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Providence Health & Services
Swedish Health System | Seattle, WA
Kadlec Regional Medical Center | Richland, WA
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Helping your loved one find joy in the holidays

Creating joy for people living with Alzheimer’s and dementia

While most of us delight in returning home and surrounding ourselves with nostalgia, people living with Alzheimer’s or similar illness, a often have a tough time finding joy in the season. If you have a loved one living with dementia, certain festivities around the holidays can end up agitating them if not approached with care. To truly make the most of your Thanksgiving or Christmas, try these spirit-lifting activities that will help your loved one find joy as recommended by Ira Byock, M.D., Founder and Chief Medical Offer of Providence’s Institute for Human Caring:

Skip the phone call

According to Dr. Byock, “Holidays can often be painful reminders for elderly people, not just those living with degenerative diseases. Maybe they’ve had painful experiences in their lives, like losing a child or a parent, and spending the holidays alone only increases their sadness. If you can’t make it to them, don’t just phone it in. Try using FaceTime or Skype to make them feel closer to you.”

Interact with music

“Often, when family members are having a difficult time interacting with their loved ones with either Alzheimer’s or dementia, I’ve found that activities that don’t require responses work best. Look for things to simply enjoy together. If you know a song that will remind them of a happier time, play it. Your whole family can listen together, and it’s often a fun and meaningful experience to share,” says Byock.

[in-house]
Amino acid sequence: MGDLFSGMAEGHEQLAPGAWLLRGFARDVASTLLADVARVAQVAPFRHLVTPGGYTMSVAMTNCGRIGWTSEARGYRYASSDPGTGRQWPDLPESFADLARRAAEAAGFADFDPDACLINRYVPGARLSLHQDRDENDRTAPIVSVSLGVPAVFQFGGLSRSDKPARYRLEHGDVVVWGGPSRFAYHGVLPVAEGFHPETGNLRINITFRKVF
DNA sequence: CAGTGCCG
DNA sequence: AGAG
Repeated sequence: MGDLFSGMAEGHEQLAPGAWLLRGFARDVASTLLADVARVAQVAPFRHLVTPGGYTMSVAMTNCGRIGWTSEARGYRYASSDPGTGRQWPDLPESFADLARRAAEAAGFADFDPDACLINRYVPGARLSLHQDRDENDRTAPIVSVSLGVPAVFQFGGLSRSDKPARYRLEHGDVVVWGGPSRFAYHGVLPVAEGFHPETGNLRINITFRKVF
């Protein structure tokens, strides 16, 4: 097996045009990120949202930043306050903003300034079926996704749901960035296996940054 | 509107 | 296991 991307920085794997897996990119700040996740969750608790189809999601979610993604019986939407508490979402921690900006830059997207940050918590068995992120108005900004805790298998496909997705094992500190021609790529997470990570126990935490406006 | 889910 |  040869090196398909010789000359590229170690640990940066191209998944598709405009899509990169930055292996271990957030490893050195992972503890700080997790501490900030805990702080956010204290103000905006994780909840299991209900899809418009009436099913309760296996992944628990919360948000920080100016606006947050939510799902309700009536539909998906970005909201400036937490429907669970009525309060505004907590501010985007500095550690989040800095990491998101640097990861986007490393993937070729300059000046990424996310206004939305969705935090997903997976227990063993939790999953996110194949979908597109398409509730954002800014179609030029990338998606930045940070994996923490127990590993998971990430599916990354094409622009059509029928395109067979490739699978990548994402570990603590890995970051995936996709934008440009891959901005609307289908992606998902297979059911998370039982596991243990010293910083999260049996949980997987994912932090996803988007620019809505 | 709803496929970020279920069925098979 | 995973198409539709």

Introduce a lovable companion

Dr, Byock continues, “Sometimes our loved ones feel frustrated that they can’t participate in activities like they used to. In early to moderate dementia, sometimes introducine the person to a young child just to hold or gently play with can make them feel needed and included again. Often, placing a young child in the lap of a frail elderly woman with mild dementia, will elicit delight that looks like a miracle.”

Don’t withhold affection

“People with later stage dementia, may not be comfortable being hugged. If touching is bothersome, find other ways of giving your loved one attention. Simply smiling and making eye contact when speaking to them may give a sense of connection,” says Byock. “When hugs are allowed, they often provide the interaction that people need to stimulate their mood. Bringing a cuddly, furry companion like a kitten or puppy may cheer them up.”

Practice patience

Byock goes on to say, “People with Alzheimer’s can often have difficulty organizing their thoughts and speaking in their usual way. Asking them short, simple-to-answer questions can help facilitate a conversation. Instead of, “How are you feeling?” try, “Are you hurting?” or “Would you like some cake?” Dementia makes it hard to process information, so answers may be delayed. Allowing extra time, makes people more comfortable. You may be rewarded for your patience by a clear answer finally comes.”

Go beyond alleviating boredom

“I always tell people, go for joy. There are so many small gestures you can use to relieve sadness or boredom and stimulate delight. Whether it’s serving up a little bit of their favorite chocolate pudding, playing soothing music or combing their hair, there are all sorts of tiny interactions that can enhance family time and help them feel included,” says Byock.

Beyond these activities, Dr. Byock emphasizes the importance of love. “Caring for someone you love with dementia is hard. It’s normal to feel frayed at times. Take good care of yourself as well. When doubts and questions arise, love is likely the answer. Love enhances a sense of purpose and a person’s contribution to the group and puts a smile on your family member’s face. Take time to acknowledge your love for them, and open your heart to yourself.”

Sign up for our newsletter to get more information on dealing with Alzheimer’s, or speak with a mental health professional today if you and your loved one need a little extra support getting through the holidays.

Categories: Aging Well
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